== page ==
Four hundred calories in the last forty eight hours.
It was around four thirty in the morning when I woke
and put on my singlet with my sweats over it and I saw
the snow on the branches out my window it was inches high
balanced as it was
so I knew down on the ground
it must be even higher.
And I walked down without turning on any lights and got my shoes
yes my shoes!
that my mother always told me not to wear except in the gym
but look, I don’t want to wear a pair and carry a pair
and I’m only outside for like two seconds
from the door to the car and the car to the gym.
So not to wake anyone and because it should be any moment
I just stood
peered out the front door and to think,
when I had gone to bed the world was full of color.
It was brown and still some green and the gray of the street
and the cars themselves and the houses too were all red and green and yellow
but now it was all white with black trim
just white with some edges of black and that was it
oh they’d ruin it all!
they hadn’t even hit yet,
and it looked so level and clean with no tire tracks or footprints
like someone had just laid and leveled wet cement over everything
so it was a shame it couldn’t stay like that and the world
had to be lived in.
Then I saw the truck come slowly
I could see it before I heard it
and he pulled in growling like diesel does
and the white exhaust floating in the air behind him like spirits
and I stepped out the door and to the truck.
It was not snowing now
and you could tell it was colder now than when it had snowed
because the snow was like creme brulee
with a crust on top and soft snow beneath it.
It was an awful trick because it soaked your pants up to the calf
and it left you walking like a drunk man that keeps
walking off a step he doesn’t know is there.
So I walked and left holes, more than footprints,
and climbed in the truck and there was Dale in the driver side
and he looked at my feet in my wrestling shoes and said
“you didn’t wear boots?”
and I said “you sound like my mother,”
which I knew would bother him
’cause he was always trying real hard to be one of us.
He shrugged it off and I appreciated that he didn’t try and pull back from it
by saying something like “yeah who cares” but instead just let it go
but then when he started talking I could see why
it was because he had something on his mind.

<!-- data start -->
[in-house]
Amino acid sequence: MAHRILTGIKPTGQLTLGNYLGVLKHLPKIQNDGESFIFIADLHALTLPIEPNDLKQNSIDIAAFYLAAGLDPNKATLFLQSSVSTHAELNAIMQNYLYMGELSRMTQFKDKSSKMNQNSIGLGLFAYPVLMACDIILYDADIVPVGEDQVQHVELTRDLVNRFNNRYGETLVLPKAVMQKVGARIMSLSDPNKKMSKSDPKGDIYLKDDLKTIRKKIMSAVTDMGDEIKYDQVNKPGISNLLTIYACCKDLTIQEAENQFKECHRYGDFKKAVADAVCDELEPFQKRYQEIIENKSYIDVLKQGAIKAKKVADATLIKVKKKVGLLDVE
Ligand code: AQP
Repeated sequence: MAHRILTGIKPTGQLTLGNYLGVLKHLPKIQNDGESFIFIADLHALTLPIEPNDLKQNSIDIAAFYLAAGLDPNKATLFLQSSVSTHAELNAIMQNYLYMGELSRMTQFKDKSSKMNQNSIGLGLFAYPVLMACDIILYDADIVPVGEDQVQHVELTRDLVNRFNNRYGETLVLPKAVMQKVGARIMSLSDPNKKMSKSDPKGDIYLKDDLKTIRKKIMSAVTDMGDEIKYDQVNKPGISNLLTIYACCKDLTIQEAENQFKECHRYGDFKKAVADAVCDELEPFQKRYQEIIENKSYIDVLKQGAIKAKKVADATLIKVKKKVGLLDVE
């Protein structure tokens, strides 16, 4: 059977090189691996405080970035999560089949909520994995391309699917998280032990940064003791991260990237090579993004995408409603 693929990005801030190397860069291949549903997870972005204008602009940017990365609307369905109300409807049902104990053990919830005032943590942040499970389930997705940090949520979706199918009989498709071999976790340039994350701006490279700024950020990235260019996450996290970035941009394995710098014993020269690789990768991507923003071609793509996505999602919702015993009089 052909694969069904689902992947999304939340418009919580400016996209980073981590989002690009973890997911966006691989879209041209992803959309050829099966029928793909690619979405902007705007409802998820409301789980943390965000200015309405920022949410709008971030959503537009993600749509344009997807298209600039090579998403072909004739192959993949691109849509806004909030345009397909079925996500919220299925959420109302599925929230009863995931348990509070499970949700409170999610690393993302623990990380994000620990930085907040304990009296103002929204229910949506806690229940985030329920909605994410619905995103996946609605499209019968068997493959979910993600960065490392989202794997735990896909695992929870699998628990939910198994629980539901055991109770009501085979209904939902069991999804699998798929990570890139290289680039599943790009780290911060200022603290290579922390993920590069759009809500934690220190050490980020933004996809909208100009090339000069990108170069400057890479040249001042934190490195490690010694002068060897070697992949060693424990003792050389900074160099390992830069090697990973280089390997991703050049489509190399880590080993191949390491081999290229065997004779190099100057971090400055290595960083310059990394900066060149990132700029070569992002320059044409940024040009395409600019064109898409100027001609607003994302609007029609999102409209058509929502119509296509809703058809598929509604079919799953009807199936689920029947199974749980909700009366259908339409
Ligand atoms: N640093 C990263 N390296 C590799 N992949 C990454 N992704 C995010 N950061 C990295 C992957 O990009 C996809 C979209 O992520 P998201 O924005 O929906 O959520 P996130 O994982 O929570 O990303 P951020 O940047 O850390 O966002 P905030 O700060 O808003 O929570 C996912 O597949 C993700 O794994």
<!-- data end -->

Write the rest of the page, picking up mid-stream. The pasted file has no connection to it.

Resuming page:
“We should make it in plenty of time,” he started.
“It’s about two hours up.”
“And the first match won’t start until around 11.”
“Right.” I’m hungry.
“So look, this is the morning I wait for all year. This is the reason I bought this thing.” He pointed out his windshield at the plow attatched to his truck. “I can make a hundred and fifty per driveway. I’ve already got them lined up. Lined ’em up before it even snowed. They said ‘when the first snow comes, do our driveway and it’s one fifty.’ And now it’s here and I have to do it. I can’t do it tonight. The reason they pay is cause it’s already done when wake up. I’ve got six houses. That’s nine hundred for maybe two hours, including drive time.” He wasn’t asking me.
Here’s the thing: I coulda got a ride from anyone.
Here’s the thing: I was riding up with him like a favor so he didn’t have to do the two hours to the school in vermont alone.
Here’s the thing: you get there so early because weigh-ins start at six and then after you weigh in you can eat and four hundred calories in forty eight hours.
But I shrugged and “fine” but I was hot you know
and I knew he knew because he had been on the team in high school
but his weight class had been heavy weight anyway and those heavy weights
they don’t know anything about weight
it’s like half the sport it seems and they never had any of it
with their eating and joking and standing on the scale in shirts
and they roll around like bears and gas out during sprints
and plow driveways on snowy mornings when you wake up at four thirty to drive there
and being hungry made me not care about trying small talk
and he didn’t care either because of nine hundred dollars
so we just sat there driving in the silent white world of four thirty on a snowy morning,
the plows ruining it all.